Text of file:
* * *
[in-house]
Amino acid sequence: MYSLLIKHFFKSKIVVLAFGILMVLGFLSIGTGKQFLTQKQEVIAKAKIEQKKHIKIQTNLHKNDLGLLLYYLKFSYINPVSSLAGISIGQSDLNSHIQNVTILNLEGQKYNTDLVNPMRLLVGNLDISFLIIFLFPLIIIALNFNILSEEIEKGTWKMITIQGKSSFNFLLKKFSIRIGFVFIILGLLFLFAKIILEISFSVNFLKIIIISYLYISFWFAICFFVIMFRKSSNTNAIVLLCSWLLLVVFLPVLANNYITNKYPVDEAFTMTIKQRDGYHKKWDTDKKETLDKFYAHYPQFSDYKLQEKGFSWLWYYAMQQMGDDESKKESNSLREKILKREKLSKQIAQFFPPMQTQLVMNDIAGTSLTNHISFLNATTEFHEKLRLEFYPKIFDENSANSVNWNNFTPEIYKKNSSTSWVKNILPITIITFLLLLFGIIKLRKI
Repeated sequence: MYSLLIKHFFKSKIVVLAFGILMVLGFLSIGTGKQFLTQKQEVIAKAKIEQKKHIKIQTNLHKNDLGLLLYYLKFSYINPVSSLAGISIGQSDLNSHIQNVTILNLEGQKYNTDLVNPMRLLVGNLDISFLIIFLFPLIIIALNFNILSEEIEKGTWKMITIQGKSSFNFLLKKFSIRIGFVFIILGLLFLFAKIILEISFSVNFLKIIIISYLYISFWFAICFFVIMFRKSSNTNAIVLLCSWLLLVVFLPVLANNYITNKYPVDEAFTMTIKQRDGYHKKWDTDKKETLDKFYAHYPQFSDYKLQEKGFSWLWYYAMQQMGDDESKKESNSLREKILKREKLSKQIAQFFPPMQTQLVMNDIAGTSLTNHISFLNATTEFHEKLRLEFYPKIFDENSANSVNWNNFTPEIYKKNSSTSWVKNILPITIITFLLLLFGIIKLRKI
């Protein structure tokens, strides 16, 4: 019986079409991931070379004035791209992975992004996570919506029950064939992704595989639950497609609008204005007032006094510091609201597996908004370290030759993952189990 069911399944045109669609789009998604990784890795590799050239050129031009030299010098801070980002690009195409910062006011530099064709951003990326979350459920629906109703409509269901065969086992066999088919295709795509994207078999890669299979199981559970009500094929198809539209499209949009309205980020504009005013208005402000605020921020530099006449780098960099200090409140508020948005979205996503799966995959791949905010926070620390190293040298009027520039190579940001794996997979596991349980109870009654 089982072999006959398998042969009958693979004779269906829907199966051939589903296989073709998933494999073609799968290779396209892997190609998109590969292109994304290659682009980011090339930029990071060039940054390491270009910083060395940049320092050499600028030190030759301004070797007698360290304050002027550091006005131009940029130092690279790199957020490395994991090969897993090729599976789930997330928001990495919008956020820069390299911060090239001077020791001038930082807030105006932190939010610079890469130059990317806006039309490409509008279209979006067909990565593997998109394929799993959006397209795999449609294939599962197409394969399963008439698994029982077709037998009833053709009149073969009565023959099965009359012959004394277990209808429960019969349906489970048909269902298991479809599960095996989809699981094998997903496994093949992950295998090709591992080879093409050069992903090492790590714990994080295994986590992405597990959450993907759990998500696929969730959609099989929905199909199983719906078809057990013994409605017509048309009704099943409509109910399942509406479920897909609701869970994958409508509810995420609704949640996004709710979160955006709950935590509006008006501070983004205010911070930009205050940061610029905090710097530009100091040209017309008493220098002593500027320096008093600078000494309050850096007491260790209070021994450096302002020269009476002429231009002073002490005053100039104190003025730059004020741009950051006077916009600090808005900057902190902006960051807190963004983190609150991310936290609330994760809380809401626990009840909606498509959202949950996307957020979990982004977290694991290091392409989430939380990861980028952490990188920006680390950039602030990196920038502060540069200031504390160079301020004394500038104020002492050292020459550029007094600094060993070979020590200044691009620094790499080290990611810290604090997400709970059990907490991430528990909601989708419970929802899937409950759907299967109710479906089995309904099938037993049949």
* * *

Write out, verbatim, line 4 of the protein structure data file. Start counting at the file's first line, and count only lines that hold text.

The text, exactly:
């Protein structure tokens, strides 16, 4: 019986079409991931070379004035791209992975992004996570919506029950064939992704595989639950497609609008204005007032006094510091609201597996908004370290030759993952189990 069911399944045109669609789009998604990784890795590799050239050129031009030299010098801070980002690009195409910062006011530099064709951003990326979350459920629906109703409509269901065969086992066999088919295709795509994207078999890669299979199981559970009500094929198809539209499209949009309205980020504009005013208005402000605020921020530099006449780098960099200090409140508020948005979205996503799966995959791949905010926070620390190293040298009027520039190579940001794996997979596991349980109870009654 089982072999006959398998042969009958693979004779269906829907199966051939589903296989073709998933494999073609799968290779396209892997190609998109590969292109994304290659682009980011090339930029990071060039940054390491270009910083060395940049320092050499600028030190030759301004070797007698360290304050002027550091006005131009940029130092690279790199957020490395994991090969897993090729599976789930997330928001990495919008956020820069390299911060090239001077020791001038930082807030105006932190939010610079890469130059990317806006039309490409509008279209979006067909990565593997998109394929799993959006397209795999449609294939599962197409394969399963008439698994029982077709037998009833053709009149073969009565023959099965009359012959004394277990209808429960019969349906489970048909269902298991479809599960095996989809699981094998997903496994093949992950295998090709591992080879093409050069992903090492790590714990994080295994986590992405597990959450993907759990998500696929969730959609099989929905199909199983719906078809057990013994409605017509048309009704099943409509109910399942509406479920897909609701869970994958409508509810995420609704949640996004709710979160955006709950935590509006008006501070983004205010911070930009205050940061610029905090710097530009100091040209017309008493220098002593500027320096008093600078000494309050850096007491260790209070021994450096302002020269009476002429231009002073002490005053100039104190003025730059004020741009950051006077916009600090808005900057902190902006960051807190963004983190609150991310936290609330994760809380809401626990009840909606498509959202949950996307957020979990982004977290694991290091392409989430939380990861980028952490990188920006680390950039602030990196920038502060540069200031504390160079301020004394500038104020002492050292020459550029007094600094060993070979020590200044691009620094790499080290990611810290604090997400709970059990907490991430528990909601989708419970929802899937409950759907299967109710479906089995309904099938037993049949």